Saint Benedict, Pray For Us
Saint Benedict, Pray For Us--July 12, 2020 COVID-19 Faith Reflection
Good news! I am COVID-19 negative. I was tested last Saturday and received the welcome phone call on Friday.
Out of an abundance of caution, I had gone home on July 1 with a sore throat and some fatigue as in the guidelines from the CDC and the Diocese of Orlando. Perhaps the sore throat was from the Sahara dust in the air, perhaps it was from allergies or from wearing a facemask. All I know is that I now feel better than fine.
Please join me in thanks to Fr Augustine and Fr Bob for presiding at the Masses for me. They kept us going in the church.
I am hugely grateful to the parish staff for its vigilance to keep everyone healthy and able to attend Mass. Working weekends, they sanitize every church pew, door, and handle before every Mass. They keep facemasks and hand sanitizer in steady supply. We close the parish office on Friday so that they can help at the weekend Masses, which means that they do not get the weekend off. They are the best!
Those of you who have a chronic illness or take care of someone who is high-risk can view the Mass through the online livestream. The Sunday obligation remains lifted for the pandemic. The daily Mass recording gets uploaded mid-morning. The Sunday Mass at 9:30 a.m. is available live and as a recording.
The feast day for St. Benedict, the founder of Western monasticism, was Saturday, July 11. Some have said that we now are living like monks, isolated in our homes and shut off from society. There are several lessons to learn from Benedict.
Benedict was born into a distinguished family in central Italy when Roman civilization was crumbling. Barbarian armies from the north overrunning the northern borders, the church torn by schism, people suffering from war, morality at a low ebb—sound familiar?
Benedict withdrew to a cave high in the mountains. After three years, he began to gather various groups of monks. Here’s the first lesson: Our strength is in community and common worship. We are not meant to go it alone. God made us for each other and him.
Benedict gradually developed a way of life for holiness summarized by the phrase, "ora et labora", pray and work. Being thrown to the lions or surviving on a grape a day was not for everyone. His rule was a way of life which the average monk or villager could follow to become holy.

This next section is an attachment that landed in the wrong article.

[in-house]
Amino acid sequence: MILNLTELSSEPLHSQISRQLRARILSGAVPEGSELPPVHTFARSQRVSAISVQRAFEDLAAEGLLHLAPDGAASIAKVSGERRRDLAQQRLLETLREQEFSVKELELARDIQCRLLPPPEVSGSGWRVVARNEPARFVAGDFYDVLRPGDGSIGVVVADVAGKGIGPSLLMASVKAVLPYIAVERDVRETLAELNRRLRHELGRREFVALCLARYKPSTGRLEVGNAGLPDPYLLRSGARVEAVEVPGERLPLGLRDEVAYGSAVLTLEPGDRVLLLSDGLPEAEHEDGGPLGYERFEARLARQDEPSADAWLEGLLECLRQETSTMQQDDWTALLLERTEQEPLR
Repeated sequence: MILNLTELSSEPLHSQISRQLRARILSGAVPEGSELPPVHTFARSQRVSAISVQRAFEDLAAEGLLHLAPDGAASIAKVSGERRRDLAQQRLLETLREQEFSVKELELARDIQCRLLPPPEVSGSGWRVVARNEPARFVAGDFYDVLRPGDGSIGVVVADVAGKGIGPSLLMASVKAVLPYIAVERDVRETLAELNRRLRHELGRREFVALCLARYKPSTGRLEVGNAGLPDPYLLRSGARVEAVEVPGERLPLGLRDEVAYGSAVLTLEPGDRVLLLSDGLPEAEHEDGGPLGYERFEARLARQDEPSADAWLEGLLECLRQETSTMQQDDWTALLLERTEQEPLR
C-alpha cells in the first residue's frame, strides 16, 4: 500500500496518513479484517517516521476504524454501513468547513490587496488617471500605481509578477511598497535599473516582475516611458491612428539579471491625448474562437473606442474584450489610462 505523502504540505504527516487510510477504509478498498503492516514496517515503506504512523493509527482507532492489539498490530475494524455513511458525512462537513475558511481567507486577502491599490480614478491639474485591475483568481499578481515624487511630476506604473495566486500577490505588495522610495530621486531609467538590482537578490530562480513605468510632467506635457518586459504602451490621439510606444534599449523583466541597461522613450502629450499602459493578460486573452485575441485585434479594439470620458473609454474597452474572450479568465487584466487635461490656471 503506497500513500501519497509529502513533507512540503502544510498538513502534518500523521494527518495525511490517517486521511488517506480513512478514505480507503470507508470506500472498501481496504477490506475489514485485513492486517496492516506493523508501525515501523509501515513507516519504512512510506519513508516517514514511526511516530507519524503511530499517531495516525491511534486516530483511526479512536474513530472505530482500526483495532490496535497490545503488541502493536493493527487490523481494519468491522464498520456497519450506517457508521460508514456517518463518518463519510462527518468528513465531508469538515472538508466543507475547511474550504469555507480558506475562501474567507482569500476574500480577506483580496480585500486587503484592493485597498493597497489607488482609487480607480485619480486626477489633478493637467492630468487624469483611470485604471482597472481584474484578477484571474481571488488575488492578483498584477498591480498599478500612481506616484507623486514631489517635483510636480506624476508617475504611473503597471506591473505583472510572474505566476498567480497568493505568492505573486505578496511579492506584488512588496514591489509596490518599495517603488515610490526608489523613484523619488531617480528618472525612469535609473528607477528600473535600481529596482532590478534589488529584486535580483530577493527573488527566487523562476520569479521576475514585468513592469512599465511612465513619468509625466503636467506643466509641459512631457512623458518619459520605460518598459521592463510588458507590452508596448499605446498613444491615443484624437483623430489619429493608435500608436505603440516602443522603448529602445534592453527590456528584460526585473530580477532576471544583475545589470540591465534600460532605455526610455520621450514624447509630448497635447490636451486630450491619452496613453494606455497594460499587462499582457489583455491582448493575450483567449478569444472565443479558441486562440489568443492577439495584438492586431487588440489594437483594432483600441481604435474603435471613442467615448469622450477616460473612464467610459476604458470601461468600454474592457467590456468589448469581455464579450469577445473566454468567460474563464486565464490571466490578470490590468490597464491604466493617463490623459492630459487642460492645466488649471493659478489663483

To Benedict, God was not a separate category, like food, drink, family, work, and religion. Here is a second lesson: God is always present. God is not present to us only in prayer and spiritual reading (30 minutes daily minimum), Mass (every Sunday), or confession (at least once a year). Pray and work, in that order, keeps us present the whole day to God. Our day becomes praise of God.
The final document written by the Second Vatican Council in 1965 was called
The Pastoral Constitution on the Church in the Modern World
. It is also known as
Gaudium et Spes
, the first Latin words of the document.
Gaudium et Spes
translated means "the joy and the hope". The full opening sentence of
Gaudium et Spes
is, “The joy and hope, the grief and anguish of the men of our time, especially of those who are poor or afflicted in any way, are the joy and hope, the grief and anguish of the followers of Christ as well.”
Our world faces pandemic, economic inequality and struggle, climate change, abortion, relativism, and the breakdown of the family. This is the world that the Church belongs in. The joy and hope, the grief and anguish of our world are the joy and hope, the grief and anguish of Saint Benedict and all followers of Christ.
While in quarantine at the rectory, my dog Maxie and I watched some antenna TV. The anxiety of civil unrest, spiking infections, and uncertainty about the start of the school year was like a miasma of anger and fear oozing from the TV screen. Thank goodness for “The Ed Sullivan Show” and old movies. They were a welcome escape. I can see why Benedict headed for his cave.
Being back in the parish in person, though, is where I belong. For that is where Christ and his Church is. And, I missed you!
Saint Benedict, pray for us.
Please pray for our children receiving their First Communion this week. Please pray for our young men and women receiving the Sacrament of Confirmation next week. May the Holy Spirit strengthen their life in Christ and their witness in the world.
We are forming study groups to read the bishops’ pastoral letter about racism. The aim is to understand the bishops’ teaching so that we bring the light of the Gospel to this issue. Join me for a Pastor Chat this Sunday at 5:00-5:30 p.m. on the parish Facebook page. See “Open Wide Our Hearts: The Enduring Call to Love.”
Nativity Longwood .
on Sunday, July 12 at 11:00AM